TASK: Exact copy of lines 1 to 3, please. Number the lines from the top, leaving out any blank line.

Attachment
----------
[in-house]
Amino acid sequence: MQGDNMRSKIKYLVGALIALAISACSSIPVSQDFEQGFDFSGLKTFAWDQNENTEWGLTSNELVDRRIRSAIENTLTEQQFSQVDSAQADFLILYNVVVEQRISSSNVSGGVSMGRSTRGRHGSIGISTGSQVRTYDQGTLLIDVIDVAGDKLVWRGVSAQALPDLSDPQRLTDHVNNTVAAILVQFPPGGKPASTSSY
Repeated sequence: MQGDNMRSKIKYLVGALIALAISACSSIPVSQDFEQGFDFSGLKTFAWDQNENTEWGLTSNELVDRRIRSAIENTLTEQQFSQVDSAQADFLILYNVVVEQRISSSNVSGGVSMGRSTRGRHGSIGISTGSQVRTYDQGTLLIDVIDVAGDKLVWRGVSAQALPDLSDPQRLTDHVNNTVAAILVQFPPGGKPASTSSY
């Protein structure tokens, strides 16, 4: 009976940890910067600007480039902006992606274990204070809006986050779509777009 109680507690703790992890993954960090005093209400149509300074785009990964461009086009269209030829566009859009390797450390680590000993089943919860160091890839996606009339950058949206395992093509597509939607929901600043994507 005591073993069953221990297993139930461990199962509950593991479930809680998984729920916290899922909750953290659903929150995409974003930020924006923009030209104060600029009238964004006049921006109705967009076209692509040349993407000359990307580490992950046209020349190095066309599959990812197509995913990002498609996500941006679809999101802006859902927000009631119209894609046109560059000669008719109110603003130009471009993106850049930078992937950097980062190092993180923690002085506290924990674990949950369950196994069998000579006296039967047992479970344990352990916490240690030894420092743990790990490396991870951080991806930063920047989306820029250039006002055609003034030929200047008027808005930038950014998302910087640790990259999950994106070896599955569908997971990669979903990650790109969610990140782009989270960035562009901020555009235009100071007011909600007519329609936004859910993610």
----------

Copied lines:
[in-house]
Amino acid sequence: MQGDNMRSKIKYLVGALIALAISACSSIPVSQDFEQGFDFSGLKTFAWDQNENTEWGLTSNELVDRRIRSAIENTLTEQQFSQVDSAQADFLILYNVVVEQRISSSNVSGGVSMGRSTRGRHGSIGISTGSQVRTYDQGTLLIDVIDVAGDKLVWRGVSAQALPDLSDPQRLTDHVNNTVAAILVQFPPGGKPASTSSY
Repeated sequence: MQGDNMRSKIKYLVGALIALAISACSSIPVSQDFEQGFDFSGLKTFAWDQNENTEWGLTSNELVDRRIRSAIENTLTEQQFSQVDSAQADFLILYNVVVEQRISSSNVSGGVSMGRSTRGRHGSIGISTGSQVRTYDQGTLLIDVIDVAGDKLVWRGVSAQALPDLSDPQRLTDHVNNTVAAILVQFPPGGKPASTSSY